by Maggie Horne
on Thursday, April 12th, 2018 at 11:29am.
The Greenbelt, for those who don’t know, is a protected band of land that surrounds much of the Golden Horseshoe. It was created by the province in 2005 as a way to contain urban sprawl, particularly into environmentally sensitive areas, and includes green space, farmland, forests, wetlands, and watersheds.
Now the province wants to expand the Greenbelt into much of the land around Guelph and that has a lot of people worried.
There is much debate over the effect such a move would have on both housing supply and prices. Developers blame the province’s anti-sprawl policies, including the Greenbelt, on the soaring house prices that have made home ownership a pipe dream for many as the available land for single-family and semi-detached homes shrinks. On the other side, urban planners and environmentalists point to statistics showing there is enough land already earmarked for development to last decades.
But it’s not just about the GTA. If the plan to expand goes through, rural lot and home prices will jump, too, when the ability to sever land is restricted. And if Guelph can't annex more land to the south, supply will be even lower and will cause price inflation in the city, too.
A greenbelt doesn’t contain sprawl; the sprawl merely leapfrogs over it. We already see this happening in Orangeville, Shelburne, and even Dundalk. Last year, a 700-home development was announced for Dundalk, a town with a population of just 2,046, and the first phase of 70 homes sold in hours. It’s safe to assume the development will bring at least 1,400 new residents to the area. What will that kind of influx do to local infrastructure?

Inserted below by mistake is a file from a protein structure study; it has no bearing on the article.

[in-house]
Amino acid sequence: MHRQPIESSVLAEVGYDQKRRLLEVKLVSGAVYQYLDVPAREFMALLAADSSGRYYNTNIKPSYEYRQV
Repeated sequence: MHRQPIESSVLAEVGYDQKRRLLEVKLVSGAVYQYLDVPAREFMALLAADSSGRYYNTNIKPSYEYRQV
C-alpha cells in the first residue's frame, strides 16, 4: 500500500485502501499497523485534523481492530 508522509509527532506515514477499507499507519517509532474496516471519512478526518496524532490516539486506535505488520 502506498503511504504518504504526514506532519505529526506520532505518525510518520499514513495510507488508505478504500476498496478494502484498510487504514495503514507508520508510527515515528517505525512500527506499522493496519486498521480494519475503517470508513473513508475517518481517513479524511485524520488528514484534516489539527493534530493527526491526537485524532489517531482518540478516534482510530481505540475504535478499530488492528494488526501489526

Annexing land, when the need finally arises, around Orangeville, Shelburne, Dundalk and the like is still taking agricultural land out of production. And isn’t that exactly what the Greenbelt is trying to avoid in the first place?
It is simply displacing the problem to another area, increasing commute times and increasing carbon emissions and traffic due to longer commute distances.
There’s also the issue of the province and the federal government working at cross purposes. The province is, in effect, choking off expansion in the very areas where housing demand is highest: the GTA and its surrounding areas. Much of that demand is being created by federal government policy to boost immigration as a way to offset our sagging birthrate. And with 60% of immigrants settling in the GTA, the housing crunch is exacerbated.
If the federal government encouraged immigration to regions that need it, some of the pressure on southern Ontario would be removed. Moncton, for instance, needs 1,000 IT workers and the average house price there is $239,000. What better environment to come to in Canada: affordable housing and lots of jobs.